As you’d expect from Kia, value is the Seltos’ strongest suit.
From the funky Soul to the family-sized Telluride, Kia’s crossover lineup spoils you for choice – but it wasn’t always like this. For years, the Korean automaker was missing a proper pint-sized crossover, but the tides are turning. Enter the 2021 Kia Seltos SX AWD: it’s a roomy, very well equipped, and surprisingly perky people-mover that, like many others in the segment, stretches the definition of “subcompact”. Better late then never, right?
Like the closely related Hyundai Kona, you can choose between one of two four-cylinder engines. A 2.0-litre normally aspirated four-cylinder is standard fare, putting out 146 horsepower and 132 pound-feet of torque. That’s hooked up to a continuously variable transmission, and all-wheel-drive is standard on all but the base LX trim.
Step all the way up to the SX, though, and the four-pot gets a bit smaller but gains a turbocharger: the 1.6L turbo-four puts out a solid 175 hp and 195 lb.-ft. of torque, mated to a seven-speed dual-clutch automatic. But whatever you do, just don’t call the Seltos a Kona with a Kia badge: despite the mutual powertrain and drivetrain, the Seltos actually shares its underpinnings with the Indian-market Hyundai Creta. That’ll definitely stump your friends the first time you roll up to trivia night with your brand-new Seltos.
All that said, the Seltos drives quite well, provided you keep your expectations in check. The turbo-four runs out of breath when you wring it out, but keep the revs low – peak torque is available at 1,500 rpm – and it’s surprisingly zippy. Steering is absolutely lifeless and numb, but bumping the Seltos into Sport mode adds more weight to the steering, and sharpens throttle response and tells the transmission to hold onto gears for longer.
Speaking of, the dual-clutch isn’t particularly smooth at low speeds, but it delivers reasonably snappy shifts when you need them. And while the Mazda CX-30 Turbo is still our segment favourite for tearing up on-ramps and the occasional piece of spaghetti-shaped roads, the Seltos holds its own with minimal body roll and excellent road manners over bumps, potholes, and choppy pavement. That said, the Subaru Crosstrek is still the ride quality champ in the segment.
On top of all that, the delta in fuel economy between the two engines isn’t as big as you’d think. Non-turbo models are rated at 8.8L/100km in the city and 7.6L/100km on the highway, while the boosted Seltos SX is pegged at 9.4L/100km city and 7.9L/100km highway. Plus, regardless of the engine you choose, all Seltos happily take regular. The small bump in fuel economy is worth it.
Outside, the Seltos certainly isn’t as easy on the eyes as the CX-30, but definitely less polarizing than the Kona. Love it or hate it, there are some pretty clever design touches as well – the LED turn signals and tail lights have a trippy pattern to them, while the LED accents up front run almost the entire length of the grille, giving the Seltos something of a moustache at night. Bonus points for the Seltos’ colour options – even if you have to pay $200 for any colour that isn’t black, you do have some refreshingly bright options.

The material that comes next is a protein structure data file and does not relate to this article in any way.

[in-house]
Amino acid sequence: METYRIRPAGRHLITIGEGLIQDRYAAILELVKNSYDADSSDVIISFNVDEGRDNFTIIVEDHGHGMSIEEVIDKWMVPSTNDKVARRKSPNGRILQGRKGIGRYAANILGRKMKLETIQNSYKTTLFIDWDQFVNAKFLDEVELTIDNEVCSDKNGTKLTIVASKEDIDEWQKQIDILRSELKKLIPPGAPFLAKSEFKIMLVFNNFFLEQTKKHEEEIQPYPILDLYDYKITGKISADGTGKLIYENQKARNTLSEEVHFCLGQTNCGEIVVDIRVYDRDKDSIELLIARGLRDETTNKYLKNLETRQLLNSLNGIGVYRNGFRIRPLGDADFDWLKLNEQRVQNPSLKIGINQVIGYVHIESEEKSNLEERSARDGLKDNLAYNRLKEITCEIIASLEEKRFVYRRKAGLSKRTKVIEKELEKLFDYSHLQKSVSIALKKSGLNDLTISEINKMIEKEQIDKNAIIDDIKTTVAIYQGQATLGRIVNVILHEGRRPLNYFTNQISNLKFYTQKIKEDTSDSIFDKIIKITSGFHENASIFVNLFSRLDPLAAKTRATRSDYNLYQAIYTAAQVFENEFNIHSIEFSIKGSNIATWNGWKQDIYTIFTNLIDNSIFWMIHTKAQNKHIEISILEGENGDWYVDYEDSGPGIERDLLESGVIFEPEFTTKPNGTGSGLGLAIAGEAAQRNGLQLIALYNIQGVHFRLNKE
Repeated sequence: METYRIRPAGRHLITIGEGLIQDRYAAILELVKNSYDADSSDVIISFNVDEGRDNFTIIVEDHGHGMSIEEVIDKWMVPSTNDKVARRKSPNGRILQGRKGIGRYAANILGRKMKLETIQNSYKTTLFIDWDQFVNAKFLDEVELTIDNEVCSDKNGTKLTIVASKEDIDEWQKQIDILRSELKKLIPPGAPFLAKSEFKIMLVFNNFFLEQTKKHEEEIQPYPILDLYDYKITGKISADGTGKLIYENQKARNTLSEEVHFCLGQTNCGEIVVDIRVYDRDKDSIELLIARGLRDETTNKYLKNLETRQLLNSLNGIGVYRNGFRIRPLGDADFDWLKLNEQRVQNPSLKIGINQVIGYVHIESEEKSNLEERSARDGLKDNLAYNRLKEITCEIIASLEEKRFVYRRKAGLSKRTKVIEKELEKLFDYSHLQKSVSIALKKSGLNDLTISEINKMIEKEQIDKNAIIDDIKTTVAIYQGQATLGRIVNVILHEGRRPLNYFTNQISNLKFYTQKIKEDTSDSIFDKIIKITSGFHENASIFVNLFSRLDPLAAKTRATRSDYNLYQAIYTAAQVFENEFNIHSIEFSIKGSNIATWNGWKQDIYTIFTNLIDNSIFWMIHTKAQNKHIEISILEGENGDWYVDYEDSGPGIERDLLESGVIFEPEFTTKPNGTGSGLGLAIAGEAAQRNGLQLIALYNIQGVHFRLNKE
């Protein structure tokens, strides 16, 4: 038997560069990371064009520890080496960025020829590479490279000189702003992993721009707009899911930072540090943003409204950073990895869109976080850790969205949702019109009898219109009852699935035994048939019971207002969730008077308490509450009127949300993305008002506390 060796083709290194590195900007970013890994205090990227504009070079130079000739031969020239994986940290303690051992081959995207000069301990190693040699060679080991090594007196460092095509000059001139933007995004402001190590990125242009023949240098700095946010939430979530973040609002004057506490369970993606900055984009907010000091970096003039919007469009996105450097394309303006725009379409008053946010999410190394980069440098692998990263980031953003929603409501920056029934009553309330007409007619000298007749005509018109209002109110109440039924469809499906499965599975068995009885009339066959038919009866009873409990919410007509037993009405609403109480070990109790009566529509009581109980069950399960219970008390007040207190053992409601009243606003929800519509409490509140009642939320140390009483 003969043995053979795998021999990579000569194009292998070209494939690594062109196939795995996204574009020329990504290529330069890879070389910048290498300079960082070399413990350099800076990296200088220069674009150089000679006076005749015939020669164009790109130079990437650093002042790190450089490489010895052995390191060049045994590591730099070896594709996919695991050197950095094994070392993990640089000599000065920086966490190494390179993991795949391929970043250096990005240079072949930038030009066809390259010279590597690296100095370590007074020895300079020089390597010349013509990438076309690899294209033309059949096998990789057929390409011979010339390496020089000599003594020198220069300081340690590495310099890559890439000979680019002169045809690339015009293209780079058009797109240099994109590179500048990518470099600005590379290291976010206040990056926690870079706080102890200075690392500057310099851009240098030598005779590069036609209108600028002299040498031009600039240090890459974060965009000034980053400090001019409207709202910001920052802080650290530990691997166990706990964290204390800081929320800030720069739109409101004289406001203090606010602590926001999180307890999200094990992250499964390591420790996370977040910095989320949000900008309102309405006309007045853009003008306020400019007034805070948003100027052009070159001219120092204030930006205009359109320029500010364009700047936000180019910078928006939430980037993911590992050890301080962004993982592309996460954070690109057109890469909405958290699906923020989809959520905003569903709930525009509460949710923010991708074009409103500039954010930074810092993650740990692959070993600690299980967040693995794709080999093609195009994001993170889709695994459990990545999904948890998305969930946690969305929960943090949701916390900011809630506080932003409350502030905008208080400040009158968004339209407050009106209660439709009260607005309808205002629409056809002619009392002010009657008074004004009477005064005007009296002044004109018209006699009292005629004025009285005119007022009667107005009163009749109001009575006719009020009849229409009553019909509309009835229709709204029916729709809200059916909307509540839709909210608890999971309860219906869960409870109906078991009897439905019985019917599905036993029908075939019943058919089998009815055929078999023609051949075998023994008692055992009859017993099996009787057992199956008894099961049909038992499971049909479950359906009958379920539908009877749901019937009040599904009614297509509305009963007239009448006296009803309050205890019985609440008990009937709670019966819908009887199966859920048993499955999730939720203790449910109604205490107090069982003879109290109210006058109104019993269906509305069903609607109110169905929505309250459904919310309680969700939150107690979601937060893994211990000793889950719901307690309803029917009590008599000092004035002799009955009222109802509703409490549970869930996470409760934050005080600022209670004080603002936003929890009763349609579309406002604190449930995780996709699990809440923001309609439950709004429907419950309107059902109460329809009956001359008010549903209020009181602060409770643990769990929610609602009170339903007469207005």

Inside, all the Kia basics are there: the layout is smart and logical, it’s spacious, and the infotainment is extremely intuitive. On this top-dog SX, the 10.25-inch touchscreen is responsive and crisp, and includes Apple CarPlay, Android Auto, navigation, and satellite radio. There’s plenty of headroom and legroom regardless of where you sit, and all-around visibility is great. Practicality is another one of the Seltos’ strongest advantages, even besting some of the larger subcompacts like the Honda HR-V and Nissan Qashqai. You have 753 litres of cargo space at your disposal with the seats up, but fold them down and that grows to a generous 1,778.
You even get some neat design touches inside the Seltos, like the pattern on the speaker grilles and the mood lighting that can pulse along to the beat of your music. But despite all that and the cheery exterior colour options, the all-black motif and overall fit-and finish makes the cabin feel a bit dreary. At least during the day, the Seltos’ interior is a no-fun zone compared to the Soul, or even the Hyundai Kona.
As you’d expect from Kia, value is the Seltos’ strongest suit. Starting at $23,095, you get 16-inch alloy wheels, heated seats, rear cross-traffic alert, and blind-spot monitoring, as well as Apple CarPlay and Android Auto. An extra $2,000 adds different wheels and AWD, and another $2,600 on top of that for the mid-range Seltos EX adds the active safety gizmos you’d expect these days, plus a sunroof, push-button start, and leatherette, all for a reasonable $27,695.
The upper trims get pricey, though. The almost-fully-loaded EX Premium gives you 18-inch wheels, LED lighting, and the 10.25-inch touchscreen with navigation, among other bits, for $30,695. Our SX tester tops out at $32,695, and in addition to the turbo-four and dual-clutch automatic, you get a Bose sound system and a chintzy-looking heads-up display. The Seltos offers great value on the lower end, but it’s tough to justify the fit-and-finish above $30,000.
By and large, the 2021 Kia Seltos SX AWD is a pretty good buy. Its interior may not feel as fancy as others in the subcompact segment, but it’s roomy, offers great value, and with the turbo engine, it’s pretty spunky. Better late then never, indeed.